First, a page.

Water capillary transport: from the desert beetle to industrial devices

The results of the research published in ACS Applied Materials & Interfaces
desert beetle, drops on surface

Directional liquid transport still represents a challenge in many engineering applications. Managing millimeter-scale water flows, for example, is crucial for proton exchange membrane fuel cells, digital microfluidic devices, thermal management of electronic components, and water harvesting. It can also be useful for mitigating the undesired effects of water and ice by removing water from exposed surfaces of sensors and devices operating in extreme environments.

In this context, a collaboration has emerged between FT Technologies UK (England, led by Dr. Tanmoy Maitra), the University of Graz (Austria, Prof. Anna Maria Coclite), and the Department of Materials Science at the University of Milano-Bicocca (SEFI Lab, Prof. Carlo Antonini). All institutions are part of the SURFICE (Smart surface design for efficient ice protection and control) training network, a project funded by the European Union's Horizon 2020 research and innovation program under the Marie Skłodowska-Curie actions.

The collaboration has led to the development of surfaces with contrast wettability, inspired by the Namib desert beetle Stenocara sp., which can be used to create microfluidic devices capable of passively transporting water through capillarity. Perhaps the most innovative aspect of this study is the use of aluminum alloy as the base material, which is essential for the industry. Moreover, the fabrication of micrometric channels is achieved through a laser system without the use of environmentally harmful chemical agents. Therefore, the manufacturing process is scalable and enables the production of eco-friendly and durable surfaces, as confirmed by both laboratory-based artificial tests and a one-year exposure to natural weathering in Miami, Florida, USA, a location with conditions four times more aggressive than those in Europe.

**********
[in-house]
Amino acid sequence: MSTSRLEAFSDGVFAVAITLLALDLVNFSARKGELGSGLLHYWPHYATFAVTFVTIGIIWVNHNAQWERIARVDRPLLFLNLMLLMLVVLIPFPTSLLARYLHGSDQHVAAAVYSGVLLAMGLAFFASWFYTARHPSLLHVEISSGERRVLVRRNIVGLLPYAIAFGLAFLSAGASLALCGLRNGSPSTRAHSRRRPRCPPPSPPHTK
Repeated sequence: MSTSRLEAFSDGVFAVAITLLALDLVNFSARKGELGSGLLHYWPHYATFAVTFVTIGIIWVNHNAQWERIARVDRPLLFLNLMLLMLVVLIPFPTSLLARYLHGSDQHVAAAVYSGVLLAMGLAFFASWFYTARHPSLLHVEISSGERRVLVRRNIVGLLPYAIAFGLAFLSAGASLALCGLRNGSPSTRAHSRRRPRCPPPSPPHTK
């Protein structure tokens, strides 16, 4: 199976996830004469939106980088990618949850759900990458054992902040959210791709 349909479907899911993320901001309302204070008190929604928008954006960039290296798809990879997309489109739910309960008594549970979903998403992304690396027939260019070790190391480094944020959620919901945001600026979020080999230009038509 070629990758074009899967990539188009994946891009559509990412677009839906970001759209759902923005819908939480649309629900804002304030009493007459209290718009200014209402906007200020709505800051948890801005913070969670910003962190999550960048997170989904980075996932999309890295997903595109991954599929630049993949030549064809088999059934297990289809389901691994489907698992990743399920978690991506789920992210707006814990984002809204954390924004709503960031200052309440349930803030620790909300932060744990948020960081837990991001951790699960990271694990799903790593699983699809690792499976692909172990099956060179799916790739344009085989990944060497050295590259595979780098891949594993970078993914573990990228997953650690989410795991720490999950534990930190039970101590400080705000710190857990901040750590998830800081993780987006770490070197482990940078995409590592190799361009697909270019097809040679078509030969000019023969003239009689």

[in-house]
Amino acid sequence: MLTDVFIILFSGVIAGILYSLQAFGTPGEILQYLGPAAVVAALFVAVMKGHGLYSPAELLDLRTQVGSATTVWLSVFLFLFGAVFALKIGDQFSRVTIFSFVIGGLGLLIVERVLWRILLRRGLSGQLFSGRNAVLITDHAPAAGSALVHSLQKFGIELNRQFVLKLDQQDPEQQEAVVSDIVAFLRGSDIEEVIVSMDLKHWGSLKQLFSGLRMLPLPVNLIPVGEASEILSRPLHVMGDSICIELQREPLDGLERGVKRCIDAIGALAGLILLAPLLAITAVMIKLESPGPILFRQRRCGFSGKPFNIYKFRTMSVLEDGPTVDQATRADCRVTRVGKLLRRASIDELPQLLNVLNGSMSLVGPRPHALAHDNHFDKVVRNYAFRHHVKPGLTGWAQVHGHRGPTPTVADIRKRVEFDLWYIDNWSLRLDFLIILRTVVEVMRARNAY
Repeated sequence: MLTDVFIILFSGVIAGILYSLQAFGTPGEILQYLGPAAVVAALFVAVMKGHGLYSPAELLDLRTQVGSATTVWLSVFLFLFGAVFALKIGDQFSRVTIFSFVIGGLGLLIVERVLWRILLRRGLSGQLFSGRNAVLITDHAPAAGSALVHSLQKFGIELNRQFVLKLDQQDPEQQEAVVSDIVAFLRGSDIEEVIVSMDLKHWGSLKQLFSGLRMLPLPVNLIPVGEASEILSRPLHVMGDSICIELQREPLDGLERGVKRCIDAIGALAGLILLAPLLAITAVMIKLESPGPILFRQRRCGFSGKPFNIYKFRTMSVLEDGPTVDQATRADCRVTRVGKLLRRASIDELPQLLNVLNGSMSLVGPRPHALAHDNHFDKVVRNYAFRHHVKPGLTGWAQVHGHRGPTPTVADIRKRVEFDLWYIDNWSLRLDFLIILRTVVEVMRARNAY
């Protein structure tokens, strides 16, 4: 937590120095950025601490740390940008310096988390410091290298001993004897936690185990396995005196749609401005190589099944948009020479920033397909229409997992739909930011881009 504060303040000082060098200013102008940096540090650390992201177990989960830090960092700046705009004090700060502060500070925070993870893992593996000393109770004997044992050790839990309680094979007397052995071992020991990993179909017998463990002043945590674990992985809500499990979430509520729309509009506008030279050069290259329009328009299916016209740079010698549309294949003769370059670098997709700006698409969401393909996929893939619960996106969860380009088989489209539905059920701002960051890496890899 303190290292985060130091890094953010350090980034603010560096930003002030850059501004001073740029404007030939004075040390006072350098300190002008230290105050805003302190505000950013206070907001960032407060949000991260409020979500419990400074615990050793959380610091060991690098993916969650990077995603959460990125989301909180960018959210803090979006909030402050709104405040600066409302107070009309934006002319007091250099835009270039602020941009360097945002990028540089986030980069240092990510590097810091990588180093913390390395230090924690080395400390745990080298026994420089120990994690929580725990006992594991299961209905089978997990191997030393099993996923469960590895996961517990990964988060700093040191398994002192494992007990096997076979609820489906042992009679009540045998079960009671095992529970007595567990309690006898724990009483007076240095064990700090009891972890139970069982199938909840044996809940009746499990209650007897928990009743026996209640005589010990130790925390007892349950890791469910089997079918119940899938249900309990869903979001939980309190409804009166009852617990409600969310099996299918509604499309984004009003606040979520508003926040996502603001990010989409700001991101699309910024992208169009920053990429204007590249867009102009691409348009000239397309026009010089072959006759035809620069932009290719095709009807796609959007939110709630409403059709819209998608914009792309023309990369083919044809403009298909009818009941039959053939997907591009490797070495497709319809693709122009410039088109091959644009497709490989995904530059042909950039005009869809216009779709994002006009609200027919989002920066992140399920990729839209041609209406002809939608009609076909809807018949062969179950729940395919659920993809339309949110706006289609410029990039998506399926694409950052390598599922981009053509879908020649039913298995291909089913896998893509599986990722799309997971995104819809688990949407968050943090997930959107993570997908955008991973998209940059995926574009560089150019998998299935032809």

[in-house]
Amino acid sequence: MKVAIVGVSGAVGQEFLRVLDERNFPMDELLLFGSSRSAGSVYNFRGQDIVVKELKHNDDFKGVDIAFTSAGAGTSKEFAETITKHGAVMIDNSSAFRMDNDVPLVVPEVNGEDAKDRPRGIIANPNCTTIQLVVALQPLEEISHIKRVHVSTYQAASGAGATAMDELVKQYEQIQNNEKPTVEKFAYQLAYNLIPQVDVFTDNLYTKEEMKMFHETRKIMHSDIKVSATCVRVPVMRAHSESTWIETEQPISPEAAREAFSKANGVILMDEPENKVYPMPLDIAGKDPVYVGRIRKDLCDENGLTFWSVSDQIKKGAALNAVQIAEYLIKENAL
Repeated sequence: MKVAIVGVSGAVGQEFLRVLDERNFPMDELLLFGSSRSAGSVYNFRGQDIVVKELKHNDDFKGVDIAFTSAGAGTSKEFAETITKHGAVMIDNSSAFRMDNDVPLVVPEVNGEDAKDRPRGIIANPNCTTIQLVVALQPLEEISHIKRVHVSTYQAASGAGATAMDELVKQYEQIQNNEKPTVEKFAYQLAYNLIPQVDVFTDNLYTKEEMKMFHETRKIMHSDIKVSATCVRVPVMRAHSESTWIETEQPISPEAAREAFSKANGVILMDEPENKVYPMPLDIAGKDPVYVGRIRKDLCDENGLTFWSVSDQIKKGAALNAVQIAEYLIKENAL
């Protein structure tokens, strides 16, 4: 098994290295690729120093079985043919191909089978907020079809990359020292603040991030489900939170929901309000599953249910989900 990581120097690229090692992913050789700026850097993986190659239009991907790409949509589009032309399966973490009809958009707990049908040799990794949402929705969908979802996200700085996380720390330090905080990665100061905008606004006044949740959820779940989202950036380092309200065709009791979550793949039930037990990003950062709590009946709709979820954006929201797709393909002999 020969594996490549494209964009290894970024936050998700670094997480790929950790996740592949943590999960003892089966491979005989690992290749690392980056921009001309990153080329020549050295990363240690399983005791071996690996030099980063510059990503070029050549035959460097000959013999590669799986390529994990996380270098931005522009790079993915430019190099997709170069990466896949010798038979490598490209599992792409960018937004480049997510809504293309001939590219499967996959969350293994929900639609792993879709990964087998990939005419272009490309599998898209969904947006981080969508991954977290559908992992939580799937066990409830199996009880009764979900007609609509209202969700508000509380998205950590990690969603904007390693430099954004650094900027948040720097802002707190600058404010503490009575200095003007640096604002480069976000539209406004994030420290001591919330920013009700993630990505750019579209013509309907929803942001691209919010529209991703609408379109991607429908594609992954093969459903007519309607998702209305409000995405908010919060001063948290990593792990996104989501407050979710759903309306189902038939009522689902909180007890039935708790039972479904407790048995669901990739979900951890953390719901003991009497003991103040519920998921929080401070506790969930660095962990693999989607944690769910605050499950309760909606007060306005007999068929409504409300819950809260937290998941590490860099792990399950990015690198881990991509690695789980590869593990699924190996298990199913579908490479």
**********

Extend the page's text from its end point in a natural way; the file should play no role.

The study has been reported in the paper entitled "Capillary-Driven Water Transport by Contrast Wettability-Based Durable Surfaces" (DOI: 10.1021/acsami.3c03840) published in the prestigious international journal ACS Applied Materials & Interfaces (Impact Factor 10.383, Journal Citation Report (Clarivate Analytics, 2021)).

"This work demonstrates that collaborations between academia and industry can achieve results that have both high scientific values, as demonstrated by the publication in the journal ACS Applied Materials & Interfaces, and real industrial relevance", commented Luca Stendardo, a doctoral student at the Department of Materials Science and first author of the article along with Theodoros Dimitriadis from FT Technologies.

From now until the end of 2024, within the SURFICE project, research activities will continue to develop new materials and devices that reduce or control ice formation, with applications related not only to sensing but also to aeronautics and energy systems.